Utah Lake in Winter

January 29, 2019

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Photographer: Ray Boren 
Summary Author: Ray Boren 

On a midwinter day following a series of snowstorms, it's rather fun to imagine what Utah Valley and northern Utah’s Wasatch Range might have looked like when Lake Bonneville — the name given to a Pleistocene great lakefilled Utah Valley and beyond, some 8,000 to 75,000 years ago. At least that’s what I thought (as I have, in a way, since I was a child) when I took the photograph here on January 9, 2019, from the western shore of today’s Utah Lake. It's an orphan remnant of ice-age Lake Bonneville, like Great Salt Lake 40 mi (64 km) to the northwest.

As is common in winter, Utah Lake’s surface froze during a December cold snap, with temperatures dipping well below freezing. But slightly milder temperatures and storm-driven wind and waves shattered the surface in places, as along this shore in the fast-growing residential community of Saratoga Springs, where broken ice floes have begun to accumulate. The Wasatch Mountains rise above their parent Wasatch Fault on the valley’s and the lake’s east side, which is also considered the eastern margin of North American’s Great Basin province. The mountain range is mirrored as a spectral reflection in the calm, open water.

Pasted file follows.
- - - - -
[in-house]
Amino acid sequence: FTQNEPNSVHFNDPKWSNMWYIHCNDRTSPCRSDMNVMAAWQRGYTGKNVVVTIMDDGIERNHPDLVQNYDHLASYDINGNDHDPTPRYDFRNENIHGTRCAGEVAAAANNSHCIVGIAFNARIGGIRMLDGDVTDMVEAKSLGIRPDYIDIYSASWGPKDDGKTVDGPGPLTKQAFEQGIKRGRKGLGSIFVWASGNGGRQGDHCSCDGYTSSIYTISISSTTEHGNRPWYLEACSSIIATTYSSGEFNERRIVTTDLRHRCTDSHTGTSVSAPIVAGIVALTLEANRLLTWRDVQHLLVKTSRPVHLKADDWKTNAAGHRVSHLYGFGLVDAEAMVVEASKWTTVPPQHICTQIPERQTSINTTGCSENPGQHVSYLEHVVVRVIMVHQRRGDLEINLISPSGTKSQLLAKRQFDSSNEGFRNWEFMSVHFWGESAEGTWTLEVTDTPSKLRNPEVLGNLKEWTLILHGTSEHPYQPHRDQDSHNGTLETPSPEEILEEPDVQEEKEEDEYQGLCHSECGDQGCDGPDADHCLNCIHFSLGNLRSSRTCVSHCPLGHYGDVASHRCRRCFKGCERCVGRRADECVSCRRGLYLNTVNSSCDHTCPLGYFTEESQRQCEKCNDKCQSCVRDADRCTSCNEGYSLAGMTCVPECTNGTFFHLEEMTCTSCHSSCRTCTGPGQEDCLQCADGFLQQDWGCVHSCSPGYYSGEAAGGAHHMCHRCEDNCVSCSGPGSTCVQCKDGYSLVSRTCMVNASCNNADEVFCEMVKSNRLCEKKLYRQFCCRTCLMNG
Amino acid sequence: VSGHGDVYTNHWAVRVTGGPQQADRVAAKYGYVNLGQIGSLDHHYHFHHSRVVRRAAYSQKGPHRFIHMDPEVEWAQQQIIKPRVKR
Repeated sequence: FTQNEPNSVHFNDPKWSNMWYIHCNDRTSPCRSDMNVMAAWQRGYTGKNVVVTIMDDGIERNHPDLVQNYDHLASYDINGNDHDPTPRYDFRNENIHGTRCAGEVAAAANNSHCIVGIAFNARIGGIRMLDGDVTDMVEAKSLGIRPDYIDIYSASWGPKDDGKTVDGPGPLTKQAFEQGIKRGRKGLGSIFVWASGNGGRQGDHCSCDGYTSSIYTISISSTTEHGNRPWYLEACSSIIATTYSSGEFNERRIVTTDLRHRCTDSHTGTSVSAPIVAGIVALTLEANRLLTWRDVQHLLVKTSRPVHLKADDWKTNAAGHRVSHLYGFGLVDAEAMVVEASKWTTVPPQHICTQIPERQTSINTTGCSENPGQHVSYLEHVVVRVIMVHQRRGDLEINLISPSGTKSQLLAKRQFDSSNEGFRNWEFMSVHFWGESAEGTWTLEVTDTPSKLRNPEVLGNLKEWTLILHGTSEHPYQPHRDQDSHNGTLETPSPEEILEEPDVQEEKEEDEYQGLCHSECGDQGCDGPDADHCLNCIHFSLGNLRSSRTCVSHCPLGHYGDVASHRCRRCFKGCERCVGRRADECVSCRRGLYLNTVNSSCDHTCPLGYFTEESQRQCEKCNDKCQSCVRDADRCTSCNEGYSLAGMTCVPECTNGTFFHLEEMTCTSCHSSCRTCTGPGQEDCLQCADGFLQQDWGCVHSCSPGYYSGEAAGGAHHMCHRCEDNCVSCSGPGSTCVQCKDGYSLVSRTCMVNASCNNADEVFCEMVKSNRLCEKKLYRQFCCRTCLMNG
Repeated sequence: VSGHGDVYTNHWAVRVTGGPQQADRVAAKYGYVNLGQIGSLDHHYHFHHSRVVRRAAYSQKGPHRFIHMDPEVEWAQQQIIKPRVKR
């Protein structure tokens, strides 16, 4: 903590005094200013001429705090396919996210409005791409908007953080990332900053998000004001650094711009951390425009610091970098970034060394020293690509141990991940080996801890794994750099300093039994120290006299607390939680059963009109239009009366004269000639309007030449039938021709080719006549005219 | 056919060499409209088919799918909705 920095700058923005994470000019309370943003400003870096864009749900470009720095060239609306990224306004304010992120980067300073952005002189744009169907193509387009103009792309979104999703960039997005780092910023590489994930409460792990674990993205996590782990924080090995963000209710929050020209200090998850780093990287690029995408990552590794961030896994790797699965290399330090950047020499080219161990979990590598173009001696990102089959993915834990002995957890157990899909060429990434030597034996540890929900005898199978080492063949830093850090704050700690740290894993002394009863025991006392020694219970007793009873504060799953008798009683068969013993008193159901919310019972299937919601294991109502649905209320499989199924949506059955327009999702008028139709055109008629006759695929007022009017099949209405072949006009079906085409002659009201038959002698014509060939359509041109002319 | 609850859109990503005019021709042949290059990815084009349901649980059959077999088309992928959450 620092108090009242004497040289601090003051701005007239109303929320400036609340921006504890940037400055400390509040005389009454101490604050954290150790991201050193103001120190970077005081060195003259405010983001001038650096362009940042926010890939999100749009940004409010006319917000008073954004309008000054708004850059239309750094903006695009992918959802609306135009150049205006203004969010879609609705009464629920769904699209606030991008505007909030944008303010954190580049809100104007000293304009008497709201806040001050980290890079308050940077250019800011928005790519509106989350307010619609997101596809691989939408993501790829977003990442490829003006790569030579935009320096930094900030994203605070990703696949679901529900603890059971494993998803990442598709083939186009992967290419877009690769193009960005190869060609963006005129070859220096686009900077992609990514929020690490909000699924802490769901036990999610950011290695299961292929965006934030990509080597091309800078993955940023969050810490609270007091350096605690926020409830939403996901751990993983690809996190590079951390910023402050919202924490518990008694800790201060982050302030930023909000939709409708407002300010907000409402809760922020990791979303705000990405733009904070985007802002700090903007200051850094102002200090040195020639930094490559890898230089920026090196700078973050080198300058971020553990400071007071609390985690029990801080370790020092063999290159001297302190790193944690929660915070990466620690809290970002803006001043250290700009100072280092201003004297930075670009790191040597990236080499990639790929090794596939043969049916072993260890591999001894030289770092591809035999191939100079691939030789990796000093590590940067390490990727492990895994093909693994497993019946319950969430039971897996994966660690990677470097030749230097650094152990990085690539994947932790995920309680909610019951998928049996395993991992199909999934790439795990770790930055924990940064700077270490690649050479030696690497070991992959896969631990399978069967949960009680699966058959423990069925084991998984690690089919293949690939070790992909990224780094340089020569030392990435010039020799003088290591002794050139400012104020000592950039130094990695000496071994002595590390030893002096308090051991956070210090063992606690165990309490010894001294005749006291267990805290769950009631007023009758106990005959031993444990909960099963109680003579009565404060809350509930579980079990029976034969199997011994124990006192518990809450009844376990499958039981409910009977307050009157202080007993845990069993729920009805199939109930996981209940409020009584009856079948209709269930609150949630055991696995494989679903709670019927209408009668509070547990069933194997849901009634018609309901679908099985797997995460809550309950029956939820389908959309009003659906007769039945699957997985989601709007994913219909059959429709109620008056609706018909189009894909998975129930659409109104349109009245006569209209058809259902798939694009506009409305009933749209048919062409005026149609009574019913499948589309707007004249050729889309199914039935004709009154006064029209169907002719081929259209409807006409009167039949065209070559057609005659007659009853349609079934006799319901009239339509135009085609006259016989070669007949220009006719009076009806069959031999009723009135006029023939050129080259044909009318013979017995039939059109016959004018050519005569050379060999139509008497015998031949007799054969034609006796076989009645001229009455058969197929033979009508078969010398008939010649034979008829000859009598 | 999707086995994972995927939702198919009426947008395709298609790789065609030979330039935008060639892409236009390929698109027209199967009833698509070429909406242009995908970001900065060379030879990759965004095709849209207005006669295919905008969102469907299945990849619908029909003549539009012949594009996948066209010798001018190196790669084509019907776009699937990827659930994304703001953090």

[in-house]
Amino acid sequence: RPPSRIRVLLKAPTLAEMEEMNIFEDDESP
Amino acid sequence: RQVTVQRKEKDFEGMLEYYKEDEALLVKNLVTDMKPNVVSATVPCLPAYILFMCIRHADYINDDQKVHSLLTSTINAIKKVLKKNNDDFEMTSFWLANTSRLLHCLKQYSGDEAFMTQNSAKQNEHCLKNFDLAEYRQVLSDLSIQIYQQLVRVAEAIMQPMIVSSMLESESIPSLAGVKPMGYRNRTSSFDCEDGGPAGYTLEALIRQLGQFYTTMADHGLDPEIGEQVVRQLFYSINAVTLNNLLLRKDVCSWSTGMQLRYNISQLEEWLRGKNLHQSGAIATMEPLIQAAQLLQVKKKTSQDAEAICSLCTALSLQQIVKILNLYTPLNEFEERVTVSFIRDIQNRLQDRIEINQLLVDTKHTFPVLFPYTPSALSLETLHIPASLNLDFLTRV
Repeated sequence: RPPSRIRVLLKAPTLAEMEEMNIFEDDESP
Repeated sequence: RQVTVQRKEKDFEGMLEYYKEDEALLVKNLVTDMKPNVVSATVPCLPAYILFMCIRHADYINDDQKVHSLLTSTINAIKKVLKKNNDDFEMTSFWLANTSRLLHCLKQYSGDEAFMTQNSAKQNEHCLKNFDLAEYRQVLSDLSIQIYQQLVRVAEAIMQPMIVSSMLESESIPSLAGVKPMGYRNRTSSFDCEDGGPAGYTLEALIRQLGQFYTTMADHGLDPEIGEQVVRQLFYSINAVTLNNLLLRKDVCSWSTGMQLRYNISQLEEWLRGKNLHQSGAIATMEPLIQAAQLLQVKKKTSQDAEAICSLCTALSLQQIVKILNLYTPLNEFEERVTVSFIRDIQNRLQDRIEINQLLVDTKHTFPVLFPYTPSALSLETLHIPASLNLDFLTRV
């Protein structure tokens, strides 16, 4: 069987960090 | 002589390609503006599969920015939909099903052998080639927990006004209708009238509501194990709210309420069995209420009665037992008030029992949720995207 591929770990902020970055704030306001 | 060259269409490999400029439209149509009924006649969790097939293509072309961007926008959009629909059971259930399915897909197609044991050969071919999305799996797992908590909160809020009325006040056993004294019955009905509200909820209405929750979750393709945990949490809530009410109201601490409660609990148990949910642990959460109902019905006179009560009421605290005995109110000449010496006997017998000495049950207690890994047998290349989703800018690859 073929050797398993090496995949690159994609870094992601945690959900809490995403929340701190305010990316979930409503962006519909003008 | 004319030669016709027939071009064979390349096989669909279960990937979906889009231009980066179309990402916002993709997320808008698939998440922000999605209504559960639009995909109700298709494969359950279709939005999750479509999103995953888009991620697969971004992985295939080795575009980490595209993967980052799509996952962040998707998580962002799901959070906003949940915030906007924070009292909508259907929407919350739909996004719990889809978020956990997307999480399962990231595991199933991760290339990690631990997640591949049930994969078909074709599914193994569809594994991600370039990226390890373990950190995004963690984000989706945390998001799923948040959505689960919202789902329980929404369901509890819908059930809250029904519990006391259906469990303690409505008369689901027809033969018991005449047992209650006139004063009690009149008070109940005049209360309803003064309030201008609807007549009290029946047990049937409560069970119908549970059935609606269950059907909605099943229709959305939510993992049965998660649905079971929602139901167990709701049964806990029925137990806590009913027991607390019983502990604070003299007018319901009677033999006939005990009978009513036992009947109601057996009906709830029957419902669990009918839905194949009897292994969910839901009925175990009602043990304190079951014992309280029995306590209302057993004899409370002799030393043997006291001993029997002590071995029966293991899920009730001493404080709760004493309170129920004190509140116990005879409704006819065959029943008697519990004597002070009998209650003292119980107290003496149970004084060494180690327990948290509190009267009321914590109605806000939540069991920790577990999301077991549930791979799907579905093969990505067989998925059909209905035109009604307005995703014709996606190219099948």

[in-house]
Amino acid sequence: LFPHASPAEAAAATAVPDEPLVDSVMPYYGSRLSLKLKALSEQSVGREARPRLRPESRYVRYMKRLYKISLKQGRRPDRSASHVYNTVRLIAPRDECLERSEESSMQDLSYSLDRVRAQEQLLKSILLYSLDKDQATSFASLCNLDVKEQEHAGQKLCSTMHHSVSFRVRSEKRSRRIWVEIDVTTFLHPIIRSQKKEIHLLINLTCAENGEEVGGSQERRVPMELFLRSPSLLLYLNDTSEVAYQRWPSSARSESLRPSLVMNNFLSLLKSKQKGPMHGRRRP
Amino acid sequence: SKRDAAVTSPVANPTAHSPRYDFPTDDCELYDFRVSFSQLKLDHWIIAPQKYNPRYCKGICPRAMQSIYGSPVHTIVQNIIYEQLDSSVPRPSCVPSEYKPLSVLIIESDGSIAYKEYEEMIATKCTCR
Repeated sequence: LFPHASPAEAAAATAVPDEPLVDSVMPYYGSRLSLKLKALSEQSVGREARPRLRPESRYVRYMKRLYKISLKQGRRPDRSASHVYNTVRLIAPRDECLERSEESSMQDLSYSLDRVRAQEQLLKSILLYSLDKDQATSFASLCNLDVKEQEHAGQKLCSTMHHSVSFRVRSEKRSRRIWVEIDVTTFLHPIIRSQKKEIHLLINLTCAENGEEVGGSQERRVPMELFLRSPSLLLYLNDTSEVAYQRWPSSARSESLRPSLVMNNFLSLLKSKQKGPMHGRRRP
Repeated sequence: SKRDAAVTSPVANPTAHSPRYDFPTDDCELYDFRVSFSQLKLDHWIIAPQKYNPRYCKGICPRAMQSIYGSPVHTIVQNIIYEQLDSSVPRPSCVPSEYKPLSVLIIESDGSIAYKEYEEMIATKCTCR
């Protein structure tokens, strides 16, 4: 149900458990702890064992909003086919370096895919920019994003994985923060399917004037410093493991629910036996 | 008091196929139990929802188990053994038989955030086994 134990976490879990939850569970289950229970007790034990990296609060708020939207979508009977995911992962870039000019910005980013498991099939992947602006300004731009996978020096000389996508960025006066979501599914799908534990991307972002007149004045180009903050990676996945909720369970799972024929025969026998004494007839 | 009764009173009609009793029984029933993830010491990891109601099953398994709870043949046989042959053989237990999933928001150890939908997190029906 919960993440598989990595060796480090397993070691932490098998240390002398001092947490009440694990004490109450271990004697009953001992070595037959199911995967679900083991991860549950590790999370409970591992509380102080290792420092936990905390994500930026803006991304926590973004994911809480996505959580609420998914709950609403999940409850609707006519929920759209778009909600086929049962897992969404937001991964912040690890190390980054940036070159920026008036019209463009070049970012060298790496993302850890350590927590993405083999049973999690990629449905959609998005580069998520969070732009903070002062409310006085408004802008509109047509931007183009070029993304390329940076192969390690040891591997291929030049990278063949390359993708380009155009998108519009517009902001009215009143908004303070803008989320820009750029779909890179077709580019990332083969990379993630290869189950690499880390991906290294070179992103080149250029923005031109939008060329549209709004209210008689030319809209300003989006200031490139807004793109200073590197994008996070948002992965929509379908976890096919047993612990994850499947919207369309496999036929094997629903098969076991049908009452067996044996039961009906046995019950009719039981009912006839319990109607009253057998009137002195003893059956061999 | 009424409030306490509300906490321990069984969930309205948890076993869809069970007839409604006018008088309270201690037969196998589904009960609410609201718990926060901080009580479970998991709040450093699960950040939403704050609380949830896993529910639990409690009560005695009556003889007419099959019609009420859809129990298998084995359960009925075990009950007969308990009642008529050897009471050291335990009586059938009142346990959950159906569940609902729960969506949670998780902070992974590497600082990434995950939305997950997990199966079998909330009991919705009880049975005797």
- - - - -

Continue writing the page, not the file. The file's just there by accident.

Geologists call Utah Lake — named for the Ute Indians (as is the state of Utah) — an old lake, for it's shallow and slightly saline, although it is considered a freshwater lake. It occupies about a fourth of Utah Valley. Across the water are several cities, including Provo, Orem, American Fork and Lehi.

The snow-covered Wasatch Mountains include the prominent and elongated Mount Timpanogos (elevation 11,752 ft/3,582 m), to the right of center. “Timp,” as it's often called, is primarily composed of late Carboniferous Period limestone (from about 300 million years ago), and gets its interesting name from the Utes who lived for hundreds of years on Utah Lake’s shores — the Timpanogos, Timpanogot or Timpanogotzi tribe (among other variations). Lone Peak (11,260 ft/3,430 m), to the north, or left side of the image, is by contrast primarily quartz monzonite, a granite-like rock formed about 30 million years ago. The paths of alpine Ice Age glaciers are still evident on Lone Peak’s southern flanks, as they are elsewhere in canyons and cirques throughout the Wasatch Range.

Photo Details: Camera: NIKON D3500; Exposure Time: 0.0031s (1/320); Aperture: ƒ/9.0; ISO equivalent: 100; Focal Length (35mm): 24.